Varied Reactions to Nigeria Labour Congress Strike in Southwestern States

Varied Reactions to Nigeria Labour Congress Strike in Southwestern States

On Tuesday, there were diverse reactions across the Southwestern states of Nigeria to the strike called by the Nigeria Labour Congress (NLC) in protest of the removal of fuel subsidy by the federal government. The NLC had declared a two-day nationwide strike to address the increasing hardship and suffering caused by the removal of the subsidy. The labor union is frustrated with the non-implementation of resolutions agreed upon in previous meetings with the federal government.

The Maritime Workers Union of Nigeria (MWUN) heeded the strike call and disrupted economic activities at the Apapa and Tin-Can Island Ports. The port gates leading to both seaports were locked, preventing access for officials and workers. Joy Onome, spokesperson for the Association of Nigeria Licensed Customs Agent (ANLCA), expressed concern over the potential congestion and increased demurrage fees at the port. She also called for additional days to be given to the agents to alleviate the impact of the strike.

Transporter Yusuf Liadi emphasized the detrimental effects of the strike on the already fragile economy. He highlighted the issues faced by importers, who would be burdened with demurrage and storage charges due to the inability to transport cleared containers. He called on the government to provide palliative measures to address the suffering caused by the removal of fuel subsidy.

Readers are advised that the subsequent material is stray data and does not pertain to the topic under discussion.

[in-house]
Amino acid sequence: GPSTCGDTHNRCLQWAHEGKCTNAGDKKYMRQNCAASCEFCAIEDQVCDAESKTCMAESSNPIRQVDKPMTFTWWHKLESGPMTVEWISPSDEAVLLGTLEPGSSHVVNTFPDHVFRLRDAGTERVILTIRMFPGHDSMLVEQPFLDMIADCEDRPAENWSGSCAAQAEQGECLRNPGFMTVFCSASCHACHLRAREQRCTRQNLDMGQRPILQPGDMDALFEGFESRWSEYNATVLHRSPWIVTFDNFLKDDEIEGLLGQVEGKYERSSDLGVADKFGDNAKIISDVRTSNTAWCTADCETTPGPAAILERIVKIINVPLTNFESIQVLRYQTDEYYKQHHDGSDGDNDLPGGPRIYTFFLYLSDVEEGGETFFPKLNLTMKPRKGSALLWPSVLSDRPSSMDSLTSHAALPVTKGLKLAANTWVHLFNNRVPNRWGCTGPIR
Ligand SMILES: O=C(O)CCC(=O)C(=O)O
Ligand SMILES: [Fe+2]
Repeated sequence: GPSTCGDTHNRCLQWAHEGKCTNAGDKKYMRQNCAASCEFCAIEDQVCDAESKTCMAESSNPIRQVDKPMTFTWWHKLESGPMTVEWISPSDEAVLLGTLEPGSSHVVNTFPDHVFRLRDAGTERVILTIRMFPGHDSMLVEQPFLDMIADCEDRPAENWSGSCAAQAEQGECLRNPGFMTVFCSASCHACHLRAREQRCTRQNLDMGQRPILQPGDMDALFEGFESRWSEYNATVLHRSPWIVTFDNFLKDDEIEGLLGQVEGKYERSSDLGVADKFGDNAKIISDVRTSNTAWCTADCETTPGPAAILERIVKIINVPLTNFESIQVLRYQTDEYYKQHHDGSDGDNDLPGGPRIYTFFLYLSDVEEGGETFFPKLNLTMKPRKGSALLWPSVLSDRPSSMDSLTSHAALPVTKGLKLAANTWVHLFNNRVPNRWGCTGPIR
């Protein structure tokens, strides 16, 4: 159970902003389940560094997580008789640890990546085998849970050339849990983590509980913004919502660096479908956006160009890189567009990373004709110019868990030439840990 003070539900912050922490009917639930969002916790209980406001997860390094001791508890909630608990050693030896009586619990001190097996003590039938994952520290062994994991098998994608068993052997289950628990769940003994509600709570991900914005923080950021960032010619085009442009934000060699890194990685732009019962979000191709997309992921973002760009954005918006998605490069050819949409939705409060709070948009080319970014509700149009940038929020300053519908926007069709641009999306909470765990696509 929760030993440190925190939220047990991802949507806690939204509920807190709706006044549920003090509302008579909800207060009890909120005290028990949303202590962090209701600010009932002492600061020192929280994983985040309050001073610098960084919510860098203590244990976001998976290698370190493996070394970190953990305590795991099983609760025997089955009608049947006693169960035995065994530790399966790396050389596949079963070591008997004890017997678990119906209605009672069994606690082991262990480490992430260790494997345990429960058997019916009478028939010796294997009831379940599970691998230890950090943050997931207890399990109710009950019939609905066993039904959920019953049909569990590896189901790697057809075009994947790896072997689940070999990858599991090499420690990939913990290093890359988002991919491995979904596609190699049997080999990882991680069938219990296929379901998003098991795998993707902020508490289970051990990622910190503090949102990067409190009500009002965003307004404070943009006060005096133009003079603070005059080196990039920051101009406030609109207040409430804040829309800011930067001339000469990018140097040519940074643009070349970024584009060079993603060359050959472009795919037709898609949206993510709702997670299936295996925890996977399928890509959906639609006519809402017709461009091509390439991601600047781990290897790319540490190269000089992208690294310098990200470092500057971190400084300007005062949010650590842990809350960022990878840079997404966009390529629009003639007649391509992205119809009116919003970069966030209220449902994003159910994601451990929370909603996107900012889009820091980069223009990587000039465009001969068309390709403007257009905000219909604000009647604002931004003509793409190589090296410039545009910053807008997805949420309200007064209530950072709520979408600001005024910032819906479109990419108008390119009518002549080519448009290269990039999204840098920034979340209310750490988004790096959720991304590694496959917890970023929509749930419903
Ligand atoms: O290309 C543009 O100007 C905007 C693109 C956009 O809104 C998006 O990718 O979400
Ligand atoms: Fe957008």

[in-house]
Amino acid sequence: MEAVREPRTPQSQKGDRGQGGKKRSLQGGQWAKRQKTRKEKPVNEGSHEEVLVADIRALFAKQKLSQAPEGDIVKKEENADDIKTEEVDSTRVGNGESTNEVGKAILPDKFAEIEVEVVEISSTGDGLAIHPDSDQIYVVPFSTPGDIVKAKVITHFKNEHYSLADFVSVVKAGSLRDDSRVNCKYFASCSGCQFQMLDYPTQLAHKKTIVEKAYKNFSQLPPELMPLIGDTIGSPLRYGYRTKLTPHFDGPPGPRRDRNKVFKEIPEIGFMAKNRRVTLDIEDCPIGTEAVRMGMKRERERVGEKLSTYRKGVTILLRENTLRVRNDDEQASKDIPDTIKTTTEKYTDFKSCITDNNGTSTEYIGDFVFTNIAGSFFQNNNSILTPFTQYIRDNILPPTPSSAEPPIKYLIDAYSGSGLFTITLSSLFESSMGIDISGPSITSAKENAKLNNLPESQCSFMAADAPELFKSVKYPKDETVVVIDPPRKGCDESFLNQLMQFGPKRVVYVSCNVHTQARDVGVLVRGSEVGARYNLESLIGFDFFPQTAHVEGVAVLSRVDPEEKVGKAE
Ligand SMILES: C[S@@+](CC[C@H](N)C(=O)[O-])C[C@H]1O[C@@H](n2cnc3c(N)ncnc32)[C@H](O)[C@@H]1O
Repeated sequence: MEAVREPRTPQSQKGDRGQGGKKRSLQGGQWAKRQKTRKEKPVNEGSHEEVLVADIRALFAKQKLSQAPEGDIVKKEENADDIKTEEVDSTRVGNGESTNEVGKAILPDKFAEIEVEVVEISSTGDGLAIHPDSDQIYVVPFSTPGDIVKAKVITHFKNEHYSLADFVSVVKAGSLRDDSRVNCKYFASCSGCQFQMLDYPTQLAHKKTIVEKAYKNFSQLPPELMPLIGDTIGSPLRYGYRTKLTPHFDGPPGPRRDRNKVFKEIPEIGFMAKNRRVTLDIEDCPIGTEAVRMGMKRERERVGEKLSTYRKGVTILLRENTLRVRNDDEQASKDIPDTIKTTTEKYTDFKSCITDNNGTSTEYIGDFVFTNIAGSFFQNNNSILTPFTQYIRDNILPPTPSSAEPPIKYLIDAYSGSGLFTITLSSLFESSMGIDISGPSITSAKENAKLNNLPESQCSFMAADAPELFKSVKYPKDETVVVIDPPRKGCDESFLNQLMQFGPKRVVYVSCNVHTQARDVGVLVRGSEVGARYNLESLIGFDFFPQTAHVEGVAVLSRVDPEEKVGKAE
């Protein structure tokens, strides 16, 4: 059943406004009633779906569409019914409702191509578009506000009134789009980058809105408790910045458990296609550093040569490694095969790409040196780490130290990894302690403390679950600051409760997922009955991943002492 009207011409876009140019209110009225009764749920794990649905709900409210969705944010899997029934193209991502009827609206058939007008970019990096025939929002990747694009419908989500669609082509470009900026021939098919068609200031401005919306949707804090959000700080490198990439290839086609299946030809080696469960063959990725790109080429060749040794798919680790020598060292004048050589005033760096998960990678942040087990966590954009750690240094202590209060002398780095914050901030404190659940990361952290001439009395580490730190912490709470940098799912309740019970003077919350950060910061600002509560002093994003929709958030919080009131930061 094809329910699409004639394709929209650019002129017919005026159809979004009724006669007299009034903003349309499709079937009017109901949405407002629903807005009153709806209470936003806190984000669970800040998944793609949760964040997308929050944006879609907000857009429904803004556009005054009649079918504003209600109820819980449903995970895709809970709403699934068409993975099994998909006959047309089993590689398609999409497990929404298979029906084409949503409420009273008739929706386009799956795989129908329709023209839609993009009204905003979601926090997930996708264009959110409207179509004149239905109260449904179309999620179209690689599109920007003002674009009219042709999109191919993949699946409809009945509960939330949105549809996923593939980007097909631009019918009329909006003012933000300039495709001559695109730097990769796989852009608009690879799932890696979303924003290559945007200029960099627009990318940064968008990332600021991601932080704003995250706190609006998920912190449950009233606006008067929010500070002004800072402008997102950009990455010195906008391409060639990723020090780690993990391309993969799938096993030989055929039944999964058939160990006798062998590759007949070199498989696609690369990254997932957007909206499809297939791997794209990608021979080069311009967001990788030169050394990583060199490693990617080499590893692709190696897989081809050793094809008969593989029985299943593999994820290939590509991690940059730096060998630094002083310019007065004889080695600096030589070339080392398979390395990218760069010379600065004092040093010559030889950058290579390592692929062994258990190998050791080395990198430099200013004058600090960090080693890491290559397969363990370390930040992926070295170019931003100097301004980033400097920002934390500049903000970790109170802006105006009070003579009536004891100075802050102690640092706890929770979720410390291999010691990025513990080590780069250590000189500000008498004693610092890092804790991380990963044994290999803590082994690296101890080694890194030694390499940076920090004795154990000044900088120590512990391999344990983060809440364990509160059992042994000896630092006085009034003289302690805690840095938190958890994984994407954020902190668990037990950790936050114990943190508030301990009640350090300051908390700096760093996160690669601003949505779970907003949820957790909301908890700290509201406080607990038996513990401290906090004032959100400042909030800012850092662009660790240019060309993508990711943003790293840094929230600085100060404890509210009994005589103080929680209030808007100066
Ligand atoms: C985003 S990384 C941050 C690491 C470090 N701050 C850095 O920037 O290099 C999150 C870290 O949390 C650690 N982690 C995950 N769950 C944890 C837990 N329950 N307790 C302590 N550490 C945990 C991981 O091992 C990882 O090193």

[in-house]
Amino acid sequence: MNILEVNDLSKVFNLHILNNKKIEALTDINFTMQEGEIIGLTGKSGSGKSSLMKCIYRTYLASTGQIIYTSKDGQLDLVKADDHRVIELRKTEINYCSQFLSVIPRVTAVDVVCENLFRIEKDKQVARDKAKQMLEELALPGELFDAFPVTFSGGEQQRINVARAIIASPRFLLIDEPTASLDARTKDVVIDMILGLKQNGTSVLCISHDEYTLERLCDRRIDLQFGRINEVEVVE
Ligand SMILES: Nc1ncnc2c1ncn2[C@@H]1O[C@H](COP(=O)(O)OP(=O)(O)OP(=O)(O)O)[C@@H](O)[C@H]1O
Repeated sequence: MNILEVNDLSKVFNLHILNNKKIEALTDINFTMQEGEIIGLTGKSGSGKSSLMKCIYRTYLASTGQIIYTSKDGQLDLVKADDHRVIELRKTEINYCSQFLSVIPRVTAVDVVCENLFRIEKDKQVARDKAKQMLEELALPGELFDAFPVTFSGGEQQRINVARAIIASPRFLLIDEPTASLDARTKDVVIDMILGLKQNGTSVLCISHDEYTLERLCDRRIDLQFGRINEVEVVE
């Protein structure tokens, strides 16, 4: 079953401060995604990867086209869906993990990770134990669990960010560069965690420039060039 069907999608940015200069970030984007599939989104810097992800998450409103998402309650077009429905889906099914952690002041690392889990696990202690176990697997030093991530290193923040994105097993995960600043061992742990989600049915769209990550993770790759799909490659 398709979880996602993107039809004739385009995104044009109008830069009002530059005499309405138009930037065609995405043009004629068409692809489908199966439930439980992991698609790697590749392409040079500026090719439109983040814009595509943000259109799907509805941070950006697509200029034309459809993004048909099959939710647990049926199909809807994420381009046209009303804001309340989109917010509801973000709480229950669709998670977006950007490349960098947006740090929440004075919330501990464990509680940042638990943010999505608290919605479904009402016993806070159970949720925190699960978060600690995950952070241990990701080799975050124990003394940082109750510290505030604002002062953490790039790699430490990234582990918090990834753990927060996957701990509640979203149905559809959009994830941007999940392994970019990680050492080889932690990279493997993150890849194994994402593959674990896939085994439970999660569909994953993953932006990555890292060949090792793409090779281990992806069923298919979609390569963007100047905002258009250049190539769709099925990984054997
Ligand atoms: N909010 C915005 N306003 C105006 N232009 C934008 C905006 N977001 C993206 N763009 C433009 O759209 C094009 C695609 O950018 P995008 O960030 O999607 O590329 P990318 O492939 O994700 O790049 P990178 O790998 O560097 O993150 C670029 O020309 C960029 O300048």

Although the National Union of Banks, Insurance, and Financial Institutions Employees (NUBIFIE) had instructed all affiliated members to comply with the NLC strike, some commercial banks in Lagos remained open. Access Bank, First Bank, Guaranty Trust Bank (GTB), Zenith Bank, and Sterling Bank allowed customers to access their services. In markets such as Mile 12, Ketu, and Oyingbo, there were active transactions between traders and buyers. Commercial transport operators were also seen picking up passengers at various bus stops and motor parks.

In the state capital of Abeokuta, the state secretariat experienced minimal activity as many junior workers stayed away in compliance with the strike. However, senior workers who were members of the Trade Union Congress (TUC) did not participate in the strike. Some commercial banks had their workers present but did not open to customers.

The NLC Chairman, Hammed Benco, declared the warning strike a success, while the TUC Secretary, Adebiyi Olusegun, highlighted the different approaches taken by the two unions. In Ondo State, labor leaders enforced the strike by sending workers home from offices at the state secretariat, the Ministry of Agriculture, and the Ministry of Health. NLC Chairman Victor Amoko praised the successful strike and criticized the federal government for not doing enough to ease the burden of fuel subsidy removal on workers and the general public.

In response, the Head of Civil Service, Kayode Ogundele, asserted that Ondo State workers were not part of the strike, as the state NLC had not officially communicated its intention to strike. He stated that absenteeism from work without permission would have consequences in line with existing rules in the state public service. Banks in Akure and Ikare-Akoko remained closed, while customers expressed frustration with the lack of services and urged the government to address the hardship caused by the removal of fuel subsidy.

In Oyo State, banks and public hospitals were closed in compliance with the strike. First Bank, Guarantee Trust Bank, and Sterling Bank closed their branches in Ibadan, while only a few nurses were available to attend to emergency cases at Adeoyo State Hospital and Oni and Sons Hospital.


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